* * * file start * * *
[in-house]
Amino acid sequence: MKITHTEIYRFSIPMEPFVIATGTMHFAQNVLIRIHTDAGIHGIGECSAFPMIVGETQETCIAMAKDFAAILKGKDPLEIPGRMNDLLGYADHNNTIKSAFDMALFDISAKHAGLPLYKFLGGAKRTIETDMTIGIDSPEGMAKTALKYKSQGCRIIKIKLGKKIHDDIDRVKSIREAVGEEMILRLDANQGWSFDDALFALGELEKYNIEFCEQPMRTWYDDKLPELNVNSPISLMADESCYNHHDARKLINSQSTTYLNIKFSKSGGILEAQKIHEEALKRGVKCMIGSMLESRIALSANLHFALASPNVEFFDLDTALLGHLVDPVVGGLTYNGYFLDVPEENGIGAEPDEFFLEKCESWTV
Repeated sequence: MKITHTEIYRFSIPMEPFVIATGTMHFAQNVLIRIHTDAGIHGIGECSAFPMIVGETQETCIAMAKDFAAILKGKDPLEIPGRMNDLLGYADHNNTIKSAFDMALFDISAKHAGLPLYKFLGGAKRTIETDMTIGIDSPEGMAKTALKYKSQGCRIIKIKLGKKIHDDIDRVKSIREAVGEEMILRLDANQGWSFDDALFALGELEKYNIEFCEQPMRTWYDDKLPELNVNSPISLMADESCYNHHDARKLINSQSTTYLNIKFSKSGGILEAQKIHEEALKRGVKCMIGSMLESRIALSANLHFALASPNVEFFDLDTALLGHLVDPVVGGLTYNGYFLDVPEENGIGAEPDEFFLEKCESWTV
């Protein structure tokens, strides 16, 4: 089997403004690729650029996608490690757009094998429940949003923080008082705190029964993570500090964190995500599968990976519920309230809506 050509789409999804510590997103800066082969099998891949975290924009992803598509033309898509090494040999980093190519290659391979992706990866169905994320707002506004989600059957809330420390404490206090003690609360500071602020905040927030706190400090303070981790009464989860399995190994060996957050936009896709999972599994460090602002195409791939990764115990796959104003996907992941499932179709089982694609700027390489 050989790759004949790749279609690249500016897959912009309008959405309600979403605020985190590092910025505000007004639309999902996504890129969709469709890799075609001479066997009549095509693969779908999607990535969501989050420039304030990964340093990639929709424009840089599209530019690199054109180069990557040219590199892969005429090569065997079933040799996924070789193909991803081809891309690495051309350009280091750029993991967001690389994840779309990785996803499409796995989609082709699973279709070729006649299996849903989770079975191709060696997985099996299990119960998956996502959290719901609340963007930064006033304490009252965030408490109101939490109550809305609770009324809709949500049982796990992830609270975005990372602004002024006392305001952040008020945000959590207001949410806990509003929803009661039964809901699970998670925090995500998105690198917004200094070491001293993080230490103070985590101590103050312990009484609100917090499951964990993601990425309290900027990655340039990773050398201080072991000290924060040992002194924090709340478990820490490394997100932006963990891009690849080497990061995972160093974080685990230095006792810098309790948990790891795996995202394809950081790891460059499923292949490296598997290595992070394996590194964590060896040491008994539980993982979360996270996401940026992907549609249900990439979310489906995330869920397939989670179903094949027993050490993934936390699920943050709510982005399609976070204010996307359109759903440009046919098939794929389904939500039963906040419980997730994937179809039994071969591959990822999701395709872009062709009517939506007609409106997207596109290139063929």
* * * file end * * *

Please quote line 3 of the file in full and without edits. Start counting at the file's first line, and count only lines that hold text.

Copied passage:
Repeated sequence: MKITHTEIYRFSIPMEPFVIATGTMHFAQNVLIRIHTDAGIHGIGECSAFPMIVGETQETCIAMAKDFAAILKGKDPLEIPGRMNDLLGYADHNNTIKSAFDMALFDISAKHAGLPLYKFLGGAKRTIETDMTIGIDSPEGMAKTALKYKSQGCRIIKIKLGKKIHDDIDRVKSIREAVGEEMILRLDANQGWSFDDALFALGELEKYNIEFCEQPMRTWYDDKLPELNVNSPISLMADESCYNHHDARKLINSQSTTYLNIKFSKSGGILEAQKIHEEALKRGVKCMIGSMLESRIALSANLHFALASPNVEFFDLDTALLGHLVDPVVGGLTYNGYFLDVPEENGIGAEPDEFFLEKCESWTV